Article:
Jesus’ teachings say forgiveness, not reconciliation, is our duty as his followers. You are not being asked to fix impossible, abusive relationships. You’re being asked to move beyond the damage they have wrought in your life.
On a similar note, I’d like to draw our attention to how Jesus structures his prayer. It begins with a request to God: Forgive us our debts. And then goes on as we also have forgiven our debtors.
I can’t help but wonder if this is an intentional move on Jesus’ part. Perhaps this is Jesus reminding us of the fact that there is a God before we even begin to think about human forgiveness. There is a God, Jesus reminds us. And, what’s more, that God is the one that’s responsible for human salvation. Not us.
Too often we hear stories where a person feels it’s their responsibility to endure abuse that they might help transform their abuser. Hear this good news: you are relieved of that responsibility.
Ours IS NOT to save the soul of another human being. Ours IS NOT to change them into a more loving person.
Ours IS to forgive what they’ve done to us.
Repentance and transformation is between them and God. God is the one thats saves, not us.
Real forgiveness is about turning your cheek when you’ve been wronged, not about leaning in to take another punch.
Do you all remember Paula Deen? She was at one time the Food Network’s queen of comfort-food. She experienced a fall from grace several years ago after admitting that she used the ‘N’ word to talk about her employees.
After the media caught wind of this confession, it took just a few short days for Deen to lose everything. Her television show on the Food Network was canceled. Target and Walmart removed her kitchen products from their stores. Her publisher scuttled plans for a new cookbook.
Now, you may well say that this story is simply one of a nasty, racist woman getting her just desserts. I’d be inclined to agree. In fact, I wouldn’t even call her memory to mind were it not for a story that surfaced in the wake of all her nastiness.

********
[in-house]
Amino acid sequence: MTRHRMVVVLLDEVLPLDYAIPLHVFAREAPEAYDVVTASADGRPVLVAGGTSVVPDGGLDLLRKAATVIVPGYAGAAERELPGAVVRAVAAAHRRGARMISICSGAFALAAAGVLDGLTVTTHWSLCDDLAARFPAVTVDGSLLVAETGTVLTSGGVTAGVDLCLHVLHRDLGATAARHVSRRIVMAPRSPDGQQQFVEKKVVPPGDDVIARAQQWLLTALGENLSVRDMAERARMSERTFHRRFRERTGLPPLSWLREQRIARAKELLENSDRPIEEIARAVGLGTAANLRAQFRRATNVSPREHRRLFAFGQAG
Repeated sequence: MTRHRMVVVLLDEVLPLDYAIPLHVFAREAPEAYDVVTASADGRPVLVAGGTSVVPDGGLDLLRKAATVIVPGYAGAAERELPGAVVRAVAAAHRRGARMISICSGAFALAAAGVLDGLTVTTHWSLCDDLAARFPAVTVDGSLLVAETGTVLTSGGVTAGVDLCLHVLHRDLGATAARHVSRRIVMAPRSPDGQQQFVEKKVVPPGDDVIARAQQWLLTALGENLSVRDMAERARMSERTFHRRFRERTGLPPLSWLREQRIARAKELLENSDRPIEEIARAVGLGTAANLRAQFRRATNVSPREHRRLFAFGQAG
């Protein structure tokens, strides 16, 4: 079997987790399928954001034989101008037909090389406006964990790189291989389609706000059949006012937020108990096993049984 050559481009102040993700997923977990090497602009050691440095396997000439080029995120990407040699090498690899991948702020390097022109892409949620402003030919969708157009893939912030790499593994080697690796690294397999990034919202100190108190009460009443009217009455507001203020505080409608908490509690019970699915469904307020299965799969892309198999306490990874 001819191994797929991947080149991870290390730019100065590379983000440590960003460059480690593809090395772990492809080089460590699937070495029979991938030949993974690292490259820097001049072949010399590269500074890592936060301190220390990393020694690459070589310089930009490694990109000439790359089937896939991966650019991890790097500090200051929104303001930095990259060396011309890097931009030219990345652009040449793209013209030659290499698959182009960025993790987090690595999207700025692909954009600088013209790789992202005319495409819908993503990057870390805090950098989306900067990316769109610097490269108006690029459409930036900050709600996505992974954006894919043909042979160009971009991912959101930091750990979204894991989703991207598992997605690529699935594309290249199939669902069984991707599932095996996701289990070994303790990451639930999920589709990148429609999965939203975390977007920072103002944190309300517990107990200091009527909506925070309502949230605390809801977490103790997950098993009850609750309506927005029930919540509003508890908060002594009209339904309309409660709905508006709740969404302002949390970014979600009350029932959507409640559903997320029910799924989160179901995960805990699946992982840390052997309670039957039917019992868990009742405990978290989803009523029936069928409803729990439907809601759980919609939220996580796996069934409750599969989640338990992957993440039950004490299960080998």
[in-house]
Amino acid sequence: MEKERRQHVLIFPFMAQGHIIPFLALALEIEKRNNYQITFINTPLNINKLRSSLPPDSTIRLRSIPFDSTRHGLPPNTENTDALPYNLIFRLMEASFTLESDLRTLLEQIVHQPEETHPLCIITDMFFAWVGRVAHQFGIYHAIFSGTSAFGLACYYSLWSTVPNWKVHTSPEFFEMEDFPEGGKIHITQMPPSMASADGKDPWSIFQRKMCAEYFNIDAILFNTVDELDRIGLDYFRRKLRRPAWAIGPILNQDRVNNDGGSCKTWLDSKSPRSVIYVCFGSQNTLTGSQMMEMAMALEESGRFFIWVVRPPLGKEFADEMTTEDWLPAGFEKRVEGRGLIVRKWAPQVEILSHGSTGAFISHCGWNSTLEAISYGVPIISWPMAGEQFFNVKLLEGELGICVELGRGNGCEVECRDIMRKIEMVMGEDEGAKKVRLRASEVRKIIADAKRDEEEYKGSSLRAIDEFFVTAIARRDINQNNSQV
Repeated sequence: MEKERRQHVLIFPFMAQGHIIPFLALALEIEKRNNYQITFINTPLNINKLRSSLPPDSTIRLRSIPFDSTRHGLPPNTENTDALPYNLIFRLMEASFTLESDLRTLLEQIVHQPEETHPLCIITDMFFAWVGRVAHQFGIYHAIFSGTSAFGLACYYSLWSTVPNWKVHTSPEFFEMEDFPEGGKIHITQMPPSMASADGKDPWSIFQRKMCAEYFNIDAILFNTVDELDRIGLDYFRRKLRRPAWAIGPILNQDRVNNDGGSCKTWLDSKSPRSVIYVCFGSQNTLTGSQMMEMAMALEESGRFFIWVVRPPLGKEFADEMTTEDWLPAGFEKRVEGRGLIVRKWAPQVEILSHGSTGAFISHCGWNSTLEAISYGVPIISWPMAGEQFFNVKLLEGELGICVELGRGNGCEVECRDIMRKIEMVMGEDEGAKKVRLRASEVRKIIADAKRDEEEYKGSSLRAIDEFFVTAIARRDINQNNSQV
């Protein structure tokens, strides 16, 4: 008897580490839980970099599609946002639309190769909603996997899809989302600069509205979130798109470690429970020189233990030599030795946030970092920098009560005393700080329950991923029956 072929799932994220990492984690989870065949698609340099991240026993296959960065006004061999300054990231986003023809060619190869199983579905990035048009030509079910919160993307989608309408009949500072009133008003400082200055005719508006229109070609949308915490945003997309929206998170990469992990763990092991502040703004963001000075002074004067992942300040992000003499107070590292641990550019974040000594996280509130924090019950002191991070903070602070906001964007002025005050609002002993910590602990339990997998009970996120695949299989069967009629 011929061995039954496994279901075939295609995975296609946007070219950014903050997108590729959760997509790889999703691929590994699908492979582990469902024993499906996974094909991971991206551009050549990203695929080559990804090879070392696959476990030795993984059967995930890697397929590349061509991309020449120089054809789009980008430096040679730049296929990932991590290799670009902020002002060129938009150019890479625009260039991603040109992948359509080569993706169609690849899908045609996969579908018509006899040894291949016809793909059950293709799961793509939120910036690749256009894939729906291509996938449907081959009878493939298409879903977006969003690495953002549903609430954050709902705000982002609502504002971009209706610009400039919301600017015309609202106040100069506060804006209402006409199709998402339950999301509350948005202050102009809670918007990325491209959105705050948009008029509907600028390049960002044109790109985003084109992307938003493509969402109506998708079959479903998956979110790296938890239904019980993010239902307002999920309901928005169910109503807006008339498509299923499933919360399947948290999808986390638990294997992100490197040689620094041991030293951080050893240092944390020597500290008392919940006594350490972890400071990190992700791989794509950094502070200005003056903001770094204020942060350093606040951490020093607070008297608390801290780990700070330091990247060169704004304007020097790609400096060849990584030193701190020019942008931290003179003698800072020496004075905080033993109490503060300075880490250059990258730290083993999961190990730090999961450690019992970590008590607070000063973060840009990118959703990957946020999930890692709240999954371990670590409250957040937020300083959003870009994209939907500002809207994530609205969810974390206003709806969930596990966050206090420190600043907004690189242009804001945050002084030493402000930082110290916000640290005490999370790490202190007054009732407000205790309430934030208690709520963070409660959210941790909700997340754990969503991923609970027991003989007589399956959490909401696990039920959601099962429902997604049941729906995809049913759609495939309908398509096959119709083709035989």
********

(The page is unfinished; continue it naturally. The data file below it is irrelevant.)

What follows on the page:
Looking to get the real scoop on Deen, the New York Times interviewed a woman by the name of Dora Charles. Ms. Charles is self-described as Deen’s longtime friend and “soul sister.” She worked alongside Deen in Deen’s restaurant for many lean years before Deen’s celebrity took off.
Paula Deen reportedly promised Ms. Charles, whose recipes and good taste were pivotol to her restaurant’s success, that she would take care of her if she ever made it big. Long story short: Paula Deen – whose net-worth rocketed to somewhere around $17 million – did not make good on that promise.
Ms. Charles was not part of the lawsuit that ultimately caused the collapse of Paula Deen’s media empire. Nor was she seeking compensation for the wrongs that Deen had done her in the past. Rather, her interview with the Times betrayed a simple sense of sadness that things had turned out the way they did. Commenting on the status of her relationship with Paula Deen, Ms. Charles had these profound words to say:
“I still have to be her friend if I’m God’s child. I might feed her with a long-handled spoon, but, yeah, I’m still her friend.”
This is what Jesus’ brand of forgiveness looks like.
Moving past. Letting go.
Getting to the point where you can say friend again.
Even if you have to feed that friend with a long-handled spoon.